Impacts of Caregiving on the Caregiver's Quality of Life
Caregiver burden is commonly used to describe multiple dimensions of distress that result from an imbalance between care demands and the availability of resources to meet those demands. Although quality of life is a multidimensional construct, the most studied aspect of quality of life in caregivers is psychological distress. Most family caregivers do not experience clinically significant levels of depression when providing care, but some studies report levels of depressive symptoms in caregivers that are similar to, or even higher than, those in patients with cancer.[Level of evidence: II]
Note: Some citations in the text of this section are followed by a level of evidence. The PDQ editorial boards use a formal ranking system to help the reader judge the strength of evidence linked to the reported results of a therapeutic strategy. (Refer to the PDQ summary on Levels of Evidence for more information.)
Incidence and Mortality
Note: Estimated new cases and deaths from testicular cancer in the United States in 2011:
New cases: 8,290.
The physical aspects of caregiving have rarely been studied. Caregiving may be solely limited to physical care such as helping with toileting or eating but can also include lifting, positioning, transferring, massaging, and operating medical equipment. The physical demands of caregiving are closely related to medical variables such as the following:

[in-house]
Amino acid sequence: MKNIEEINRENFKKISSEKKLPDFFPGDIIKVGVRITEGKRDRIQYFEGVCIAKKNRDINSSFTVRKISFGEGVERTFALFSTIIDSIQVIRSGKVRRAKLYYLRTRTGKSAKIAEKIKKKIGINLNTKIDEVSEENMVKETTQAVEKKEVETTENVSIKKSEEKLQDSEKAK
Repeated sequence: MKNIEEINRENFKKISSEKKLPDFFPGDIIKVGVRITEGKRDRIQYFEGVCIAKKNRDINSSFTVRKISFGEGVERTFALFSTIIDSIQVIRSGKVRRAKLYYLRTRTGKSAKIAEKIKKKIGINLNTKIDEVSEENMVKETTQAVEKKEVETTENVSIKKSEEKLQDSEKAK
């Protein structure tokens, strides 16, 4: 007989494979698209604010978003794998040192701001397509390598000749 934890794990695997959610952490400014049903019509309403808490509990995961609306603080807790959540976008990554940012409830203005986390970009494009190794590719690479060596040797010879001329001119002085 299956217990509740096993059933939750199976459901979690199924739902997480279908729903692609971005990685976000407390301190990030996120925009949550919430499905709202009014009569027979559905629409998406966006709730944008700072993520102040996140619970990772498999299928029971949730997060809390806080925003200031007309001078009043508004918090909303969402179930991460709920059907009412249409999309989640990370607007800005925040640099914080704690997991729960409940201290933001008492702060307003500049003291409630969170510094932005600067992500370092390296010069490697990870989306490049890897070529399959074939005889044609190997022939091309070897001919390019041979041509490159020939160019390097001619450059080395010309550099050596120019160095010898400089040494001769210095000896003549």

Cancer patients require varying levels of practical assistance during the course of their illness. Cumulative sleep disruption and fatigue are common among caregivers who are on duty 24 hours a day or only during nighttime hours. Behaviors such as not getting enough rest or exercise and neglecting their own health can mimic depression in caregivers but can also contribute to the impairment of their health and quality of life.;[Level of evidence: II]
Social roles and relationships are profoundly affected by cancer. The nature and quality of the preexisting patient-caregiver relationship are important considerations in the assessment and treatment of caregiver burden. If marital or relationship strain predates the onset of cancer or pain, the caregiver may approach caregiving grudgingly. In addition, caregiving is time consuming and can lead to feelings of social isolation.
The social impact of cancer and pain can be ameliorated by social support, financial security, and stability at work. Given the increasingly chronic nature of cancer, caregivers may find that support in all of these areas erodes over time. Encouraging caregivers to network with other families and linking them with formal resources can help augment informal sources of social support.
The financial impact and hidden costs of cancer may affect caregiver burden. Families can incur financial burden from insurance deductibles, copayments, uncovered services such as transportation and home care, and lost salaries. Additional costs to caregivers, in terms of time associated with caring for a patient with cancer, include the following:
Traveling to and from medical appointments.
Waiting with patients for appointments.
Preparing for surgery and medical procedures.
Neglecting their usual activities and relationships.
Attending to patients who are hospitalized.
Other social costs include time spent at home during a patient's recovery, time spent addressing insurance issues, and disruptions of companionship, emotional support, conversation, and other forms of distraction.